The climate is changing. We can all easily fall into the habit of ignoring it, thinking it doesn’t affect me or it’s not that bad, my actions are only small so I can’t do anything about it. That’s what I thought too before I began my gap year with CAFOD. However countries all over the world, especially in recent years, are beginning to feel the effects of extreme weather events, including the UK with the recent devastating floods. We need to acknowledge that climate change is real and affecting people now.
Zimbabwe, along with other sub-Saharan African countries, is experiencing a severe drought. A priest we met while visiting CAFOD partner Mashambanzou told us that this is by far the worst he’s ever seen in the 30 years he’s been here. It’s been evident since we arrived here in Zimbabwe when we saw how dry and small the maize and other crops were for this time of year – there hadn’t been any rain for six weeks and it’s supposed to be the rainy season.
Reservoirs are drying up and are almost empty. There are worries that there isn’t enough water to last until next rainy season. No water for the millions affected by poverty means those who are thirsty will be more at risk of becoming extremely ill, there will be nothing to feed the crops, no crops means that malnutrition and stunted growth will become more common, cattle will die without water, with no crops or cattle to sell there will be no money to pay fees for education, and the endless cycle goes on. Most of Zimbabwe also relies on hydroelectricity, so with the water level in the dams now falling so low, there isn’t enough water to produce electricity causing a power shortage. As well as this, many water supplies in rural areas are powered by electricity causing another massive problem.
Climate change is so much more than the polar ice caps melting. It’s what is pushing the most vulnerable people in our world even deeper into poverty – to a place where it’s so easy to lose hope. It threatens to undo a lot of the work CAFOD partners around the world have been doing to combat poverty. Pope Francis calls us to care for our common home in his Encyclical letter to the world, : “Humanity is called to recognise the need for changes of lifestyle, production and consumption, in order to combat this warming or at least the human causes which produce or aggravate it” (§23).
Your generosity however is making such a difference in people’s lives right now all around the world. CAFOD partner Caritas Mutare has started up a number of projects as the result of the CAFOD Lent Appeal in 2012, when the UK Government also matched the money CAFOD supporters donated. We got the perfect chance to see those projects funded by the appeal, as we visited a bore hole and irrigation project serving 185 households. The water was pumped from the bottom of the hill, near a small river, all the way to the beautiful Kentucky Farm, containing 10 hectares of land where an irrigation system has been put in place. It empowers the farmers who now don’t have to walk such long distances to collect water. There are 80 irrigation pools on the farm, one per two plots of land, actively fighting against the drought and producing good crops.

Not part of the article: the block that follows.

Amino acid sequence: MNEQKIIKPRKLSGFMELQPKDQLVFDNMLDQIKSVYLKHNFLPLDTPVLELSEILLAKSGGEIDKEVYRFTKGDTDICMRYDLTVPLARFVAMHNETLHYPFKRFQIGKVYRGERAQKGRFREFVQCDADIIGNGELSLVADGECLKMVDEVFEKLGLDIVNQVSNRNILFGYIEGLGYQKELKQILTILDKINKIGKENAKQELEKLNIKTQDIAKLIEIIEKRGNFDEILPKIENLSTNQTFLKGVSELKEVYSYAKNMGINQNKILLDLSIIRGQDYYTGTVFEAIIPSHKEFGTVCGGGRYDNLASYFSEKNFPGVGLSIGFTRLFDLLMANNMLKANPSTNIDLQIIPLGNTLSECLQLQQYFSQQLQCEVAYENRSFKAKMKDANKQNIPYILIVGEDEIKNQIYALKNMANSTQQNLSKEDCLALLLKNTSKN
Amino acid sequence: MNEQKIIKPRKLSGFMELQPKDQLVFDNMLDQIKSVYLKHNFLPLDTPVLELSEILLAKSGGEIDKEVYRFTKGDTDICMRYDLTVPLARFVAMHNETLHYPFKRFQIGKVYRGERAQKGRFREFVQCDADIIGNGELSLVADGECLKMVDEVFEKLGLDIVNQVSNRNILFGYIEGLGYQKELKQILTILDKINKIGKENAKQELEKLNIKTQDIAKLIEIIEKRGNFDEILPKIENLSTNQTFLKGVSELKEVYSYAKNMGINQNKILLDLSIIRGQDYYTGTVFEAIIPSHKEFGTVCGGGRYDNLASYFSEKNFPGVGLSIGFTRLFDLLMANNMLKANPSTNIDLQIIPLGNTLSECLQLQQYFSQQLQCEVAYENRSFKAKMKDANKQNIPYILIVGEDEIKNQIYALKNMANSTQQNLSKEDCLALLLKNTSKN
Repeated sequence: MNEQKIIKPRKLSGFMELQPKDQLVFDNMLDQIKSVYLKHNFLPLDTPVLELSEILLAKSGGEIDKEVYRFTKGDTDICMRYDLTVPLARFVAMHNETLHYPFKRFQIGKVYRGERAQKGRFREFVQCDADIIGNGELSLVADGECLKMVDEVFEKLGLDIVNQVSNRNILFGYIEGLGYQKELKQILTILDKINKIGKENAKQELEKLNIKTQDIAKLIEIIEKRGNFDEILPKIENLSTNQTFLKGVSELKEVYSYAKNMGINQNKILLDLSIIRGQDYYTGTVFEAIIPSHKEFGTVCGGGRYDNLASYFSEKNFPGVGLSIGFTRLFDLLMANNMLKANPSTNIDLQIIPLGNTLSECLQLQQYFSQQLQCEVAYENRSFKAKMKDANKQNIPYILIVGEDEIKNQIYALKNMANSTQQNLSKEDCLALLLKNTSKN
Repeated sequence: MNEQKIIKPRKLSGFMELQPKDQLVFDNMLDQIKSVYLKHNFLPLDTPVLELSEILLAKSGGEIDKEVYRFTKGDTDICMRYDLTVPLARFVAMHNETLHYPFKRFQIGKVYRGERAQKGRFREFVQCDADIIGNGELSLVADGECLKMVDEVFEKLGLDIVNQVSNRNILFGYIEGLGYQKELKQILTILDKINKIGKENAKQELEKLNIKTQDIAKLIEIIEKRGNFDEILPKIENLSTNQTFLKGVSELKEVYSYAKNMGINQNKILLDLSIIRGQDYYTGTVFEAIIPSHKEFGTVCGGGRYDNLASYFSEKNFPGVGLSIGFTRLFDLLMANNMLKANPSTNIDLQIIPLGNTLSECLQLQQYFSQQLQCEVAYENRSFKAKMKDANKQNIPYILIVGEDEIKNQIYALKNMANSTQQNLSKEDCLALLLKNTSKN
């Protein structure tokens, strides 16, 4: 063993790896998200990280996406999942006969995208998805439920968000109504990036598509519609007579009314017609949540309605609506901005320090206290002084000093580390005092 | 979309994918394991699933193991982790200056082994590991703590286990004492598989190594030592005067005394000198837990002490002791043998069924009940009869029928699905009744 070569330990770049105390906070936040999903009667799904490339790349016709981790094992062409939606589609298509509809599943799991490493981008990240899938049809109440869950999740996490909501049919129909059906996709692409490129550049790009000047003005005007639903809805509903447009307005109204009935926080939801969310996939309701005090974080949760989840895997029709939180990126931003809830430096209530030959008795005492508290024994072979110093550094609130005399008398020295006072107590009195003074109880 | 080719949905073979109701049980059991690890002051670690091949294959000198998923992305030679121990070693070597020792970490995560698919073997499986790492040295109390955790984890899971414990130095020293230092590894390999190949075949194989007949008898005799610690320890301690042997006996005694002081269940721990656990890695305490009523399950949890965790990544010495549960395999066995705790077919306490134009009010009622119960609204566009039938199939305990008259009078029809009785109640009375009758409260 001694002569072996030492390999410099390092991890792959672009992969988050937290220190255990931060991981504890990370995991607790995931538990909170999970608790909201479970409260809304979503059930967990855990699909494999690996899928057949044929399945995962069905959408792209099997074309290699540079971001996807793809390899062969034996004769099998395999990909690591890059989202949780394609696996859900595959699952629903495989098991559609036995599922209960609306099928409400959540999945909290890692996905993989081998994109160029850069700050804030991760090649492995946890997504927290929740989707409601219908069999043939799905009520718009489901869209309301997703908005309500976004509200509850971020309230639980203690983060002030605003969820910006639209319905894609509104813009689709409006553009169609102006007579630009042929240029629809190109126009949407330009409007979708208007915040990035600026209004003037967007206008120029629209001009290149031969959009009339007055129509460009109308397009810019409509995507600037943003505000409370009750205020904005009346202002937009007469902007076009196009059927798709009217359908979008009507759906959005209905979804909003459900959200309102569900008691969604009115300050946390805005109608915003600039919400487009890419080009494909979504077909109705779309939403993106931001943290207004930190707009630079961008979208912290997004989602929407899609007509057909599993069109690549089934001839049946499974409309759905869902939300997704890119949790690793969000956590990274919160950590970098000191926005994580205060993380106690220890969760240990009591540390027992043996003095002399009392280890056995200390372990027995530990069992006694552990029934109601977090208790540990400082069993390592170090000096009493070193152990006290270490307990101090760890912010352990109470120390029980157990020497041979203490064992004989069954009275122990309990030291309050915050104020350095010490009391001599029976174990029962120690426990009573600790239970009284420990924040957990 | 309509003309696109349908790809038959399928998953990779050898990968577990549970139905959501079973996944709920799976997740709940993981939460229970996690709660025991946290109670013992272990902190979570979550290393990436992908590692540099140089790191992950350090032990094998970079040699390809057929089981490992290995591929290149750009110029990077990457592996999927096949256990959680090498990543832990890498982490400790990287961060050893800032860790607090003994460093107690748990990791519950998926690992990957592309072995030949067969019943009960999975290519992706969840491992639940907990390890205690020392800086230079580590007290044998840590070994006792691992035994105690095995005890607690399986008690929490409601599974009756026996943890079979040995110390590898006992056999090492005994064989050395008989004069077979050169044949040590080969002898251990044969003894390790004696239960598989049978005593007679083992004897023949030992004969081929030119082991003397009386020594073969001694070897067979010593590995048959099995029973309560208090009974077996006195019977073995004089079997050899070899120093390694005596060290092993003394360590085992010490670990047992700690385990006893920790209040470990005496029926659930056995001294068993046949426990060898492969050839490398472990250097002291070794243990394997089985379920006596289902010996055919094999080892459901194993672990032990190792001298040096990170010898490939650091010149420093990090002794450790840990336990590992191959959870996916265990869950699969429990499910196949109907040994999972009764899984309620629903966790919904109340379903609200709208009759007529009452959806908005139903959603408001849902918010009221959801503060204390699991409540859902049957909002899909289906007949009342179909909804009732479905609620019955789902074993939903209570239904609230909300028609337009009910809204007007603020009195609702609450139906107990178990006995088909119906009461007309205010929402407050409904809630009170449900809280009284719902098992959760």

Make a splash this Lent and your donation will be doubled by the Government
Remember farming is for many people in Zimbabwe their whole livelihood. People rely on it to survive, so this project has made a big difference in their lives and the lives of their families.
We asked one of the farmers how the irrigation system has helped her. She spoke passionately: “My family can have a balanced diet, I can afford to buy meat for them. Any leftover crops can be sold to pay fees for my children’s education, clothes and shoes, and it means not having to walk miles in the heat to the nearest water source.”
What struck me about our visit to Caritas Mutare and Zimbabwe in general is how much hope the people we’ve met have as they face this drought. Hope is kept alive through projects such as the irrigation scheme, and through the CAFOD partners who value their ideas and share their passion of a bright future for each and every person.
This Lent we have another Match Fund, meaning that the UK Government will match every pound donated up to a total of £3.5 million. The money will go to a number of countries including Zimbabwe, and will do so much for so many people. We have the potential to make twice the impact, combatting climate change together and showing the love we have for our sisters and brothers in our common home.